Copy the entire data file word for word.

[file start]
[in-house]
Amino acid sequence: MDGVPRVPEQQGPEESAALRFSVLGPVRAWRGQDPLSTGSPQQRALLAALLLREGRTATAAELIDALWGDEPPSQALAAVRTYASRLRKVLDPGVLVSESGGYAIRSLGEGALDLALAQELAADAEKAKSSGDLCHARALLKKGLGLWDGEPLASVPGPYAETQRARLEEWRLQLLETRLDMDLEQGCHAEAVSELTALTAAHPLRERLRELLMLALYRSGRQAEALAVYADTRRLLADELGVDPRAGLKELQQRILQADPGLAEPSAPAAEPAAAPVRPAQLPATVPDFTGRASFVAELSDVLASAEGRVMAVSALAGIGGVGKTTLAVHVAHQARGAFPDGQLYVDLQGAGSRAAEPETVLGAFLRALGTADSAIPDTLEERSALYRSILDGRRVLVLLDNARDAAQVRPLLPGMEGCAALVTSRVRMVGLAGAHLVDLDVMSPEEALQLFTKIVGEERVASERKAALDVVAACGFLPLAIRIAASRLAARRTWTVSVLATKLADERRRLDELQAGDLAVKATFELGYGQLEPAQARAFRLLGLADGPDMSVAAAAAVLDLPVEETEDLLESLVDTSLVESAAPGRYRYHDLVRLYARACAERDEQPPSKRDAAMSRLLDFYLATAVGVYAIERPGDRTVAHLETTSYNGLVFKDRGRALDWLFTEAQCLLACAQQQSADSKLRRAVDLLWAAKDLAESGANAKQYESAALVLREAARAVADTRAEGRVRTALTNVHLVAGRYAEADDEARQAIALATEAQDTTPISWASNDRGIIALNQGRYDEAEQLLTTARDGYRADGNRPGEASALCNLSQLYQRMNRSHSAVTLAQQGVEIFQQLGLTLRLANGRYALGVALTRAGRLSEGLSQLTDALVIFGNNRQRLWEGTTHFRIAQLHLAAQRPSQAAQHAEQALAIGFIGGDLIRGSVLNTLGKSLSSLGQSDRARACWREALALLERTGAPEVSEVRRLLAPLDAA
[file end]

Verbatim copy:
[in-house]
Amino acid sequence: MDGVPRVPEQQGPEESAALRFSVLGPVRAWRGQDPLSTGSPQQRALLAALLLREGRTATAAELIDALWGDEPPSQALAAVRTYASRLRKVLDPGVLVSESGGYAIRSLGEGALDLALAQELAADAEKAKSSGDLCHARALLKKGLGLWDGEPLASVPGPYAETQRARLEEWRLQLLETRLDMDLEQGCHAEAVSELTALTAAHPLRERLRELLMLALYRSGRQAEALAVYADTRRLLADELGVDPRAGLKELQQRILQADPGLAEPSAPAAEPAAAPVRPAQLPATVPDFTGRASFVAELSDVLASAEGRVMAVSALAGIGGVGKTTLAVHVAHQARGAFPDGQLYVDLQGAGSRAAEPETVLGAFLRALGTADSAIPDTLEERSALYRSILDGRRVLVLLDNARDAAQVRPLLPGMEGCAALVTSRVRMVGLAGAHLVDLDVMSPEEALQLFTKIVGEERVASERKAALDVVAACGFLPLAIRIAASRLAARRTWTVSVLATKLADERRRLDELQAGDLAVKATFELGYGQLEPAQARAFRLLGLADGPDMSVAAAAAVLDLPVEETEDLLESLVDTSLVESAAPGRYRYHDLVRLYARACAERDEQPPSKRDAAMSRLLDFYLATAVGVYAIERPGDRTVAHLETTSYNGLVFKDRGRALDWLFTEAQCLLACAQQQSADSKLRRAVDLLWAAKDLAESGANAKQYESAALVLREAARAVADTRAEGRVRTALTNVHLVAGRYAEADDEARQAIALATEAQDTTPISWASNDRGIIALNQGRYDEAEQLLTTARDGYRADGNRPGEASALCNLSQLYQRMNRSHSAVTLAQQGVEIFQQLGLTLRLANGRYALGVALTRAGRLSEGLSQLTDALVIFGNNRQRLWEGTTHFRIAQLHLAAQRPSQAAQHAEQALAIGFIGGDLIRGSVLNTLGKSLSSLGQSDRARACWREALALLERTGAPEVSEVRRLLAPLDAA